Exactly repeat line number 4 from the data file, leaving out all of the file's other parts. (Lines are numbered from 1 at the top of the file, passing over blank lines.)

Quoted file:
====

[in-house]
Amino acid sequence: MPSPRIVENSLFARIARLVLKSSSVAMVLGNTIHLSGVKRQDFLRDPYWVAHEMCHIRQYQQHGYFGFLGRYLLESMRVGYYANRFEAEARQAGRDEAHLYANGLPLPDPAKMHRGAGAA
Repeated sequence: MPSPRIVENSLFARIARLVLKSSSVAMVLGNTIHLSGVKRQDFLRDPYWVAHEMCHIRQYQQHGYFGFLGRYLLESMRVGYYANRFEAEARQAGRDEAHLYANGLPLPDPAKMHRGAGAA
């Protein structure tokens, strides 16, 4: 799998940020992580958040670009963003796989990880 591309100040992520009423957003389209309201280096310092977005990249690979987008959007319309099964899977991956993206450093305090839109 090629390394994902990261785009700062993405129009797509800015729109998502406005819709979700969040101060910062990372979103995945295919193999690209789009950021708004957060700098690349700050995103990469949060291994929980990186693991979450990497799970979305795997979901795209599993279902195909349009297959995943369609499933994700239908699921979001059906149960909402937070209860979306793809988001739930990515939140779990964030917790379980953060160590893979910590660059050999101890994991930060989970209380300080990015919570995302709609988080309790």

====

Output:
């Protein structure tokens, strides 16, 4: 799998940020992580958040670009963003796989990880 591309100040992520009423957003389209309201280096310092977005990249690979987008959007319309099964899977991956993206450093305090839109 090629390394994902990261785009700062993405129009797509800015729109998502406005819709979700969040101060910062990372979103995945295919193999690209789009950021708004957060700098690349700050995103990469949060291994929980990186693991979450990497799970979305795997979901795209599993279902195909349009297959995943369609499933994700239908699921979001059906149960909402937070209860979306793809988001739930990515939140779990964030917790379980953060160590893979910590660059050999101890994991930060989970209380300080990015919570995302709609988080309790």